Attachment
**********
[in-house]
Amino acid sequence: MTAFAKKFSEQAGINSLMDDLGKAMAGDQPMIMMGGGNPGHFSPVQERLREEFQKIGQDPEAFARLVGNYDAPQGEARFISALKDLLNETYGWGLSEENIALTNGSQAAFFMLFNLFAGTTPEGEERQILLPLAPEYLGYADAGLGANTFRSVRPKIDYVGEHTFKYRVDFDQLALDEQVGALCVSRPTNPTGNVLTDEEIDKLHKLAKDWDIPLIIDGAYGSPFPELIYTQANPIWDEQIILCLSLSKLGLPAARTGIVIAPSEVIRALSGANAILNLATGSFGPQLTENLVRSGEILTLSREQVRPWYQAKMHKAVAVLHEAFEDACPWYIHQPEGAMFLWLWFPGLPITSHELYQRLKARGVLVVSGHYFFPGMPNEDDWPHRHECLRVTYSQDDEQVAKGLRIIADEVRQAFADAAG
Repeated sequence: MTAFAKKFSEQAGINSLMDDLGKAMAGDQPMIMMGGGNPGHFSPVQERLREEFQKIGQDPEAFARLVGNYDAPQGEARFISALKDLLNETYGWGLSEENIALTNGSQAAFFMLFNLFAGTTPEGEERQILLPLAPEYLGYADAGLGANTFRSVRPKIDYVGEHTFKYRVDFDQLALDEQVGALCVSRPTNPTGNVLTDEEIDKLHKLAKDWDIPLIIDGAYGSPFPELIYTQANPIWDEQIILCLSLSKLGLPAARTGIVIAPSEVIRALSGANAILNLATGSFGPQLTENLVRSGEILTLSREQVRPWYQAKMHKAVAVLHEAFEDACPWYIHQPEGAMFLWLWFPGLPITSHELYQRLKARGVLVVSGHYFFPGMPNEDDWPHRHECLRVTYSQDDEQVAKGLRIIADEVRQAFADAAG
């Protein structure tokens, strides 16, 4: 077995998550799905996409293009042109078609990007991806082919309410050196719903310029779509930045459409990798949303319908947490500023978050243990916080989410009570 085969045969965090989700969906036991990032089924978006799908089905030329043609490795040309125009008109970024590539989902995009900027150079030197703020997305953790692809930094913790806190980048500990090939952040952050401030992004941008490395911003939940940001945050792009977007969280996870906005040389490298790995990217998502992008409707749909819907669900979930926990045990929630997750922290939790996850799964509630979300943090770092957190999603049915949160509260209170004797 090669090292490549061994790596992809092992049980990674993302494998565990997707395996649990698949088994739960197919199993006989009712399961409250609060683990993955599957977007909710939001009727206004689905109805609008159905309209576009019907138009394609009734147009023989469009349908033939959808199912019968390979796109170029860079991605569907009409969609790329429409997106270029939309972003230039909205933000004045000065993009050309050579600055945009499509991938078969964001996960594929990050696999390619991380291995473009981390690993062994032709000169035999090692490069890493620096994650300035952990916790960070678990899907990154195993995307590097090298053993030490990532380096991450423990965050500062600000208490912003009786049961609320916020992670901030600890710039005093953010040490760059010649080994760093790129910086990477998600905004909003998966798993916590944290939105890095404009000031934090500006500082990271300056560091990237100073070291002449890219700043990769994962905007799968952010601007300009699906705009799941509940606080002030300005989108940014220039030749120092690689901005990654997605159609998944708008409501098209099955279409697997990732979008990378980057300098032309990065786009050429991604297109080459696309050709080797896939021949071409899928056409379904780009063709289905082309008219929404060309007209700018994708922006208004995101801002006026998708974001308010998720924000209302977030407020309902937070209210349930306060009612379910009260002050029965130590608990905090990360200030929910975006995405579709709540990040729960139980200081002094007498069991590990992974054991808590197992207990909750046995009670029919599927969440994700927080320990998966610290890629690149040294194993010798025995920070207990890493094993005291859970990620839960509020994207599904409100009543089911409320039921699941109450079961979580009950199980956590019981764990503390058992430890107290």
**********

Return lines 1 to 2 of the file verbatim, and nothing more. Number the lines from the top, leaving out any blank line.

[in-house]
Amino acid sequence: MTAFAKKFSEQAGINSLMDDLGKAMAGDQPMIMMGGGNPGHFSPVQERLREEFQKIGQDPEAFARLVGNYDAPQGEARFISALKDLLNETYGWGLSEENIALTNGSQAAFFMLFNLFAGTTPEGEERQILLPLAPEYLGYADAGLGANTFRSVRPKIDYVGEHTFKYRVDFDQLALDEQVGALCVSRPTNPTGNVLTDEEIDKLHKLAKDWDIPLIIDGAYGSPFPELIYTQANPIWDEQIILCLSLSKLGLPAARTGIVIAPSEVIRALSGANAILNLATGSFGPQLTENLVRSGEILTLSREQVRPWYQAKMHKAVAVLHEAFEDACPWYIHQPEGAMFLWLWFPGLPITSHELYQRLKARGVLVVSGHYFFPGMPNEDDWPHRHECLRVTYSQDDEQVAKGLRIIADEVRQAFADAAG